the Britons fled to escape the Picts. There are battlefield where Danes and Saxons fought to the death. The triumph of Peace is marked by the early Christian crosses at Bakewell, Eyam and Taddington, and in not a few of the churches that arose in succeeding years are tombs and brasses of archaeological interest. If books are needed, the following may be of service:- Early Man in Britain, W. Boyd Dawkins; Ten Years' Diggings, Bateman; Scenery and Geology of the Peak of Derbyshire, E. Dale; Ancient Remains near Buxton, Ward and M. Salt; Churches of Derbyshire, Cox.

Natural History.

Grouse, snipe, curlew and blackcock, merlin, magpie, jay, pipits, sparrow-hawk, kestrel, and more small birds than can here be named make the moorlands their home. The dipper haunts the mountain streams, and occasionally a heron or a kingfisher maybe seen. Wagtails, willow-warblers, jackdaws, missel-thrushes and all the swallow tribe favour the limestone dales. Otters prey on the fish in the Dove, and even the badger is not yet extinct. W.H. Hudson devoted three chapters of his Adventures among Birds to observations made about Axe Edge.

Monsal Dale, Deep Dale and Combs Lake are most attractive spots for the entomologist, and in the limestone district around Buxton the conchologist finds many a treasure.

Undoubtedly the best record of Derbyshire birds is the nine-section contribution of the Rev. F.C.R. Jourdain and others to the journal of the Derbyshire Natural History Society (1908-19I7).

The best book authority is F.B. Whitlock's Birds of Derbyshire, published in 1893. The earliest is, we believe, Dr. C. Leigh's Natural History of Lancashire, Cheshire and the Peak of Derbyshire, published in 1700.

From references already made it will have been gathered that-

The History of the District

may be traced through many centuries. Buxton is the on place in England, besides Bath, where warm mineral springs were regularly used during the Roman period and fitted with buildings suitable for the use of bathers. Lead-covered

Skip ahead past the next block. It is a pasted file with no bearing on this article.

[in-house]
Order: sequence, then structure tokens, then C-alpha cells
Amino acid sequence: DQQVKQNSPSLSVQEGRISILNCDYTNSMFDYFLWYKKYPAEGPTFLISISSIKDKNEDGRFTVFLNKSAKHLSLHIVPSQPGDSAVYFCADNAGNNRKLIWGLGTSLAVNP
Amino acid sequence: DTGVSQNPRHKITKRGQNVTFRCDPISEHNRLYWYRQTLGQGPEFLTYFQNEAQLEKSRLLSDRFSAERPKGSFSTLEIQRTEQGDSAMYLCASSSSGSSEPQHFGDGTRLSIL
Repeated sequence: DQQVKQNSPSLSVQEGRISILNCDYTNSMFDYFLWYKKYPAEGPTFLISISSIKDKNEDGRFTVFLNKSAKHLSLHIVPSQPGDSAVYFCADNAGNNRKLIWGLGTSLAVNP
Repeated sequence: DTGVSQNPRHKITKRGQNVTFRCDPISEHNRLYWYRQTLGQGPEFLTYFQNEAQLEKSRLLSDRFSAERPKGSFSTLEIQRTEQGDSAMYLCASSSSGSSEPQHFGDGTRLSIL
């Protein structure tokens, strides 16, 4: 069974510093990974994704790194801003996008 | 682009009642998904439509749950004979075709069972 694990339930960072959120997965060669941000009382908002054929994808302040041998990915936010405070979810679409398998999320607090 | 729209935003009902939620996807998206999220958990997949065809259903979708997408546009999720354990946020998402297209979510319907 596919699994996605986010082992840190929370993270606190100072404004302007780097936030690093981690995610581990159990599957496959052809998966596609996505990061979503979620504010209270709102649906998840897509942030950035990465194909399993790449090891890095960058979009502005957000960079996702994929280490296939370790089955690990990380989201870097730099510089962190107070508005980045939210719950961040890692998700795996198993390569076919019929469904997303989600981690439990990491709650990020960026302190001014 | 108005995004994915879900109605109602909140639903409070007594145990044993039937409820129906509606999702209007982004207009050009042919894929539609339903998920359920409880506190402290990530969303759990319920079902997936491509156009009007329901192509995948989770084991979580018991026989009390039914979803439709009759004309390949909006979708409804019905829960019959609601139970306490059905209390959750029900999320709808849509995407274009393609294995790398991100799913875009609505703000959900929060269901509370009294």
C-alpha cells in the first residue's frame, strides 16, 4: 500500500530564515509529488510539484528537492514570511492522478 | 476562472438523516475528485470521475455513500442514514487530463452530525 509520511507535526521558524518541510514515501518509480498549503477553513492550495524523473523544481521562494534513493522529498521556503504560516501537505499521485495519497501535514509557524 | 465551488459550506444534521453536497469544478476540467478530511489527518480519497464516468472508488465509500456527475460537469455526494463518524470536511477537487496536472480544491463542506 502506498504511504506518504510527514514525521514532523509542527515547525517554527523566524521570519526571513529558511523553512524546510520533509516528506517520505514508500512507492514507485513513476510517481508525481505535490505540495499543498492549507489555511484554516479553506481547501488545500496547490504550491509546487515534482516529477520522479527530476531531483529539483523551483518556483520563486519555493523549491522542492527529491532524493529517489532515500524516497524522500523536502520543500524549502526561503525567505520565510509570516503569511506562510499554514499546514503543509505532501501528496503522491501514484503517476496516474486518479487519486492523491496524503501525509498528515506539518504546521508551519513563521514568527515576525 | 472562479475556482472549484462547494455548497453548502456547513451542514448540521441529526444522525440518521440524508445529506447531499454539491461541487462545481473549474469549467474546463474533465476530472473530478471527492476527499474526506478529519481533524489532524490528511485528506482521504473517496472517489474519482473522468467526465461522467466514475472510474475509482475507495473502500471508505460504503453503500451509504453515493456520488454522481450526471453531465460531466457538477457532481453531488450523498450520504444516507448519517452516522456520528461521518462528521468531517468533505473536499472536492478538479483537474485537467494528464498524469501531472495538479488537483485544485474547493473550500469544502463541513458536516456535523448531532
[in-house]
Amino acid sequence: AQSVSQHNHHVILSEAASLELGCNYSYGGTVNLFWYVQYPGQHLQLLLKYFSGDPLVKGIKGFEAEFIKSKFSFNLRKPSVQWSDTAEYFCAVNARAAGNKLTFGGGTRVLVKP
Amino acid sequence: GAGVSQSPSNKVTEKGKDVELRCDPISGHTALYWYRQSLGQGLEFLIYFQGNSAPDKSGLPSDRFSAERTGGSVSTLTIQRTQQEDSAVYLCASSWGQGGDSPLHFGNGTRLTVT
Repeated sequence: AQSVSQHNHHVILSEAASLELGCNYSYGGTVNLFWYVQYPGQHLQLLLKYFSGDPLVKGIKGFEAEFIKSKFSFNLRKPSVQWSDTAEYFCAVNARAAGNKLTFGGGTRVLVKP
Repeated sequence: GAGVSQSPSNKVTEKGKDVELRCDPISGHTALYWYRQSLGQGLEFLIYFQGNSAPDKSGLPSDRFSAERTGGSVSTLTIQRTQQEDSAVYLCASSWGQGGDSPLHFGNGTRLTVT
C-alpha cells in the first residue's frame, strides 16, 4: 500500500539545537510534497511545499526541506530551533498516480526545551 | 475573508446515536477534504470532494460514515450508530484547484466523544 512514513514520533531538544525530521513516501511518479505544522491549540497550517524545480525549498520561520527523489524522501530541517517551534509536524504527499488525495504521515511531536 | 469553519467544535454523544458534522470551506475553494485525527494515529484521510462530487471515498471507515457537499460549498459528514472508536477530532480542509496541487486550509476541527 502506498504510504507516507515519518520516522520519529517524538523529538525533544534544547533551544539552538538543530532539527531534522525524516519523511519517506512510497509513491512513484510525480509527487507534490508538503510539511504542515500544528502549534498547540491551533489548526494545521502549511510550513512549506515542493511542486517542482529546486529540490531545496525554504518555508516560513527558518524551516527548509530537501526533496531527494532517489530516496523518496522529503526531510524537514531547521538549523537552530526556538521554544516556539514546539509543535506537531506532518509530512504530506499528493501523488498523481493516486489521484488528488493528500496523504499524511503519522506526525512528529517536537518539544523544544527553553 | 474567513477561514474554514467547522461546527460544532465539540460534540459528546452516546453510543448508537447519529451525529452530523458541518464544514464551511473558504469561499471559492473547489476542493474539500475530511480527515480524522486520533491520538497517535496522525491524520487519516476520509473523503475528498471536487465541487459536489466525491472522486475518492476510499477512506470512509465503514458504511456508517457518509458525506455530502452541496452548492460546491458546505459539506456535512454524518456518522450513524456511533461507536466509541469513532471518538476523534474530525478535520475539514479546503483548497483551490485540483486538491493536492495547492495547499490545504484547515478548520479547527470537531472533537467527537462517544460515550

baths were then in existence, and traces of Roman masonry have from time to time been discovered. Seven Roman road converged on this important centre. Bakewell and its bath were known and appreciated in the Saxon period. Castleton carries back the imagination to the days when William the Conqueror and his son Peveril erected a strong castle to secure Norman ascendancy in the neighbourhood. In Plantagenet and Tudor times Buxton was much frequented by suffer from rheumatic and similar affections, although for a b period immediately after the Reformation its “milk-warm waters” were tabooed. In pre-Reformation days the springs and fountains, by reason of the medicinal effect of the water, were dedicated to St. Anne, who “gives health and living great to those who love her most”, and the walls of a chapel dedicated to her were decorated, from time immemorial, with votive offerings and the crutches of cured cripples. On the introduction of the reformed religion these interesting tokens of gratitude were destroyed, and the use of the waters was prohibited by Sir William Basset, at the instance of Lord Cromwell. The closing of the baths and wells, however, cannot have been of long duration, for Mary Queen of Scots, visited Buxton at least four times while in the custody of the Earl of Shrewsbury at Tutbury, to obtain relief from “the rheum” contracted during her imprisonment in cold and damp cells.